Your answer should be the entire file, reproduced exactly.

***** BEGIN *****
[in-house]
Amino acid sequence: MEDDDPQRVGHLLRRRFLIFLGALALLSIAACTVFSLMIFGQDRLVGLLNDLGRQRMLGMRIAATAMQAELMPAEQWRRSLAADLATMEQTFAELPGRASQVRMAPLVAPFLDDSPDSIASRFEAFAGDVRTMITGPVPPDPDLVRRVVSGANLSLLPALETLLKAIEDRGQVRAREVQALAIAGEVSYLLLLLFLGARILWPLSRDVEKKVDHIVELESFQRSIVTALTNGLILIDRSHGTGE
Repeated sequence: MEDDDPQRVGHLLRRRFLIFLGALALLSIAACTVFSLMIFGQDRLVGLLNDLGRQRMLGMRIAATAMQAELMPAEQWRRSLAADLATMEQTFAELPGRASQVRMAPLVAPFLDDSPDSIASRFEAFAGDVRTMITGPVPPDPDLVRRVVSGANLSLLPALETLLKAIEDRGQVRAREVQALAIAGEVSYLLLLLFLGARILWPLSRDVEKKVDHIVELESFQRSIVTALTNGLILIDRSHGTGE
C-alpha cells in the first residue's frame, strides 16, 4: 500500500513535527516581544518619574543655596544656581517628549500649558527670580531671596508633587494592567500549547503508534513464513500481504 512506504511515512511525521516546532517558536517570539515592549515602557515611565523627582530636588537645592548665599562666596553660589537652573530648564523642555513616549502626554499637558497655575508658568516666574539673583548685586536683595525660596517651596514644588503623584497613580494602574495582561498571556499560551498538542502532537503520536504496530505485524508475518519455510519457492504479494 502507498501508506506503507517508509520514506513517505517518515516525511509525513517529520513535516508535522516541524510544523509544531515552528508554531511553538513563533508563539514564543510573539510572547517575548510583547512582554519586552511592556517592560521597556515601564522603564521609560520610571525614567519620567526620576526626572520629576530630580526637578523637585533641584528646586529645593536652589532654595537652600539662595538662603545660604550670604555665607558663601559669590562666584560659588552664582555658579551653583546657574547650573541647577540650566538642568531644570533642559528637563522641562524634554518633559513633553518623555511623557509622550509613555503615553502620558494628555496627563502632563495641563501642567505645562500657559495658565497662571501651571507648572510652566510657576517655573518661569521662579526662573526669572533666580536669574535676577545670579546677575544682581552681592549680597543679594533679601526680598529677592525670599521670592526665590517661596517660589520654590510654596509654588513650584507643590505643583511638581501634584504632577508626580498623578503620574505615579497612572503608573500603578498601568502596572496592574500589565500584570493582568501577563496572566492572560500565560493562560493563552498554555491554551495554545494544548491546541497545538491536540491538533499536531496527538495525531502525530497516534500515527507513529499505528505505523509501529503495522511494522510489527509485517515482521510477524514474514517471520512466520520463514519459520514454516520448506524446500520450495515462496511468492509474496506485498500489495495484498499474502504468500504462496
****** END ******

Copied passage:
[in-house]
Amino acid sequence: MEDDDPQRVGHLLRRRFLIFLGALALLSIAACTVFSLMIFGQDRLVGLLNDLGRQRMLGMRIAATAMQAELMPAEQWRRSLAADLATMEQTFAELPGRASQVRMAPLVAPFLDDSPDSIASRFEAFAGDVRTMITGPVPPDPDLVRRVVSGANLSLLPALETLLKAIEDRGQVRAREVQALAIAGEVSYLLLLLFLGARILWPLSRDVEKKVDHIVELESFQRSIVTALTNGLILIDRSHGTGE
Repeated sequence: MEDDDPQRVGHLLRRRFLIFLGALALLSIAACTVFSLMIFGQDRLVGLLNDLGRQRMLGMRIAATAMQAELMPAEQWRRSLAADLATMEQTFAELPGRASQVRMAPLVAPFLDDSPDSIASRFEAFAGDVRTMITGPVPPDPDLVRRVVSGANLSLLPALETLLKAIEDRGQVRAREVQALAIAGEVSYLLLLLFLGARILWPLSRDVEKKVDHIVELESFQRSIVTALTNGLILIDRSHGTGE
C-alpha cells in the first residue's frame, strides 16, 4: 500500500513535527516581544518619574543655596544656581517628549500649558527670580531671596508633587494592567500549547503508534513464513500481504 512506504511515512511525521516546532517558536517570539515592549515602557515611565523627582530636588537645592548665599562666596553660589537652573530648564523642555513616549502626554499637558497655575508658568516666574539673583548685586536683595525660596517651596514644588503623584497613580494602574495582561498571556499560551498538542502532537503520536504496530505485524508475518519455510519457492504479494 502507498501508506506503507517508509520514506513517505517518515516525511509525513517529520513535516508535522516541524510544523509544531515552528508554531511553538513563533508563539514564543510573539510572547517575548510583547512582554519586552511592556517592560521597556515601564522603564521609560520610571525614567519620567526620576526626572520629576530630580526637578523637585533641584528646586529645593536652589532654595537652600539662595538662603545660604550670604555665607558663601559669590562666584560659588552664582555658579551653583546657574547650573541647577540650566538642568531644570533642559528637563522641562524634554518633559513633553518623555511623557509622550509613555503615553502620558494628555496627563502632563495641563501642567505645562500657559495658565497662571501651571507648572510652566510657576517655573518661569521662579526662573526669572533666580536669574535676577545670579546677575544682581552681592549680597543679594533679601526680598529677592525670599521670592526665590517661596517660589520654590510654596509654588513650584507643590505643583511638581501634584504632577508626580498623578503620574505615579497612572503608573500603578498601568502596572496592574500589565500584570493582568501577563496572566492572560500565560493562560493563552498554555491554551495554545494544548491546541497545538491536540491538533499536531496527538495525531502525530497516534500515527507513529499505528505505523509501529503495522511494522510489527509485517515482521510477524514474514517471520512466520520463514519459520514454516520448506524446500520450495515462496511468492509474496506485498500489495495484498499474502504468500504462496